Operating instructions can also be tested with the help of heuristics and other criteria:
If more comprehensive operating instruction tests are possible, they are performed based on the criteria of IEC 82079-1 and AAMI TIR 49.
Heuristic evaluation is above all offered in the case of formative, i.e. development-accompanying, evaluation of user interfaces. It enables relevant user problems to be identified quickly and economically.
However, heuristic analysis is not suitable for proving the usability of user interfaces. To do this, it requires participatory observations, i.e. from usability testing.
Do not just evaluate the products with heuristic evaluation but also the operating instructions and other labelling elements.
Sometimes the procedure can also be applied for products that are already on the market. For example, a company that takes over a manufacturing company and its products would be able to quickly acquire an initial appraisal of their usability.
Before the courts or in the event of disputes with the FDA, experts use heuristics to make statements about the usability of products.
A heuristic evaluation regularly involves the following steps:
As with every process, heuristic analysis has its pros and cons.
TR IEC 62366-2 explicitly mentions heuristic analysis as one of the processes of formative evaluation. It describes this process in annex E11. The technical report even mentions heuristic evaluation in the context of assessing risk control measures.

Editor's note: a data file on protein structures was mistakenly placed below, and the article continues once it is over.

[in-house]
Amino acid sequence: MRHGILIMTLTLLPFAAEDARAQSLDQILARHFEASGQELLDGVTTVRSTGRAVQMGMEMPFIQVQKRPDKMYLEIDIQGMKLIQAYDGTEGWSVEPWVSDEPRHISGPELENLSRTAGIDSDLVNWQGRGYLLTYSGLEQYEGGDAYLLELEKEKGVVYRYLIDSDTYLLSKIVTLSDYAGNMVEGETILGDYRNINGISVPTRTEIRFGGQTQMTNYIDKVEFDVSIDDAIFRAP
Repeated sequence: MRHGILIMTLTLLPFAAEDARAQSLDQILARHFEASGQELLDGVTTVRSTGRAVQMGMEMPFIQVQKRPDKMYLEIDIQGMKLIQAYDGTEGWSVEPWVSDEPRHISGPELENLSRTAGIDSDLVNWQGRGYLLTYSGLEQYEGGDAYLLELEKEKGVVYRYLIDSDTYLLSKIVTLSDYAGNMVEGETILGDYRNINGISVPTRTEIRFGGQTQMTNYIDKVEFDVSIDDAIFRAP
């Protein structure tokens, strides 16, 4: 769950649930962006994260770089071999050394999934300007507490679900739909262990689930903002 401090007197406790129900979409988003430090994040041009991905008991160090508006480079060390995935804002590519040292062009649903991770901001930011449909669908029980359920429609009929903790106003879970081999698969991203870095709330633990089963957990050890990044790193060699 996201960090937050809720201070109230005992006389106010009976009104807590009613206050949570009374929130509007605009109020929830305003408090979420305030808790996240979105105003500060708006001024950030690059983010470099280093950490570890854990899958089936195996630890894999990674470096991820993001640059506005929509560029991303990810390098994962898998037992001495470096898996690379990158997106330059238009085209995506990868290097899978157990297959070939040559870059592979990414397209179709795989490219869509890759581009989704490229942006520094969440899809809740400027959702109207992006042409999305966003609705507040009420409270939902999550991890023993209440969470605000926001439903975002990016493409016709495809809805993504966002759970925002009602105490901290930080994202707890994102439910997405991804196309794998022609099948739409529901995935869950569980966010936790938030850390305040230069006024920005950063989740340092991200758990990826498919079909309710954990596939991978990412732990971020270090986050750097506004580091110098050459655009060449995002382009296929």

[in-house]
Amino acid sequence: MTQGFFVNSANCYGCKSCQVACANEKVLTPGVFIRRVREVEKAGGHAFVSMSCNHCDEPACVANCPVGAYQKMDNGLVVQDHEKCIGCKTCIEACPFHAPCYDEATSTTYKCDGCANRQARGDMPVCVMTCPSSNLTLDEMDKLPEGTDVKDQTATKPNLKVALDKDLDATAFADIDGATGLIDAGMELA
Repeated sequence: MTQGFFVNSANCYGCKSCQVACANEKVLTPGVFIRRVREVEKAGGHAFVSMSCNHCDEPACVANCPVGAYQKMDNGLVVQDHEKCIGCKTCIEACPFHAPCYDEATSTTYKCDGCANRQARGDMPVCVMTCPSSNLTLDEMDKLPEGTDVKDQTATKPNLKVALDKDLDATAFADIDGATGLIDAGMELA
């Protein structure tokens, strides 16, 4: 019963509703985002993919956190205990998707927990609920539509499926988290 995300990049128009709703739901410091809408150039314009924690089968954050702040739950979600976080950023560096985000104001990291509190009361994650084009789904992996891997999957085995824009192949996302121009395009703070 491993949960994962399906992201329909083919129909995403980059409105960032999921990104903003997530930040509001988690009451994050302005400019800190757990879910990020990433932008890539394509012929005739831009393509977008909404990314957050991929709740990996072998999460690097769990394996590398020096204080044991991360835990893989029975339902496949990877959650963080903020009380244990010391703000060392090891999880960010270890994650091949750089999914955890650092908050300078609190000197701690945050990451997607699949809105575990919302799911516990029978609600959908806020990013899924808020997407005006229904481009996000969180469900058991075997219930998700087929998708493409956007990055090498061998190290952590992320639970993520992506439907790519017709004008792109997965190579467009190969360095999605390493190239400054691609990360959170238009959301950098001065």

However, the description of heuristic analysis is only four sentences long. “Only” these points are worth mentioning:
In the guidance document on human factors and usability engineering the FDA also goes into heuristic analysis:
The description of the process is also just a few sentences long in this guidance document.
The concept of heuristic evaluation can often be a grey area, including in Wikipedia. Many sources not only understand it to be a test of usability by experts using heuristics. Rather, they apply all design rules and principles as test criteria.
That heuristic evaluation should be used above all as a process in formative evaluation is true. However, as mentioned above, there are also cases that go beyond this.
Heuristic analysis depends crucially on the competence and availability of experts. These experts should also originate from same environment as the future users in terms of language and culture. A German expert can only carry out provisional tests on operating instructions for the US market and vice versa.
If these requirements are met, manufacturers have a powerful and extremely economical, time-saving method on hand to be able to detect usability problems early and react to them.
In the article by Theresa Neil you can find great examples of how Nielsen’s heuristics are implemented in software applications.
t3n magazine has written an article about rules, patterns and dark patterns (No english version available) in usability engineering.
Worth a read is Zhang’s article “Using usability heuristics to evaluate patient safety of medical devices”.
In their usability labs in Germany and the USA, the Johner Institute also supports manufacturers with heuristic evaluations and IEC 62366-1 and FDA-compliant documentation.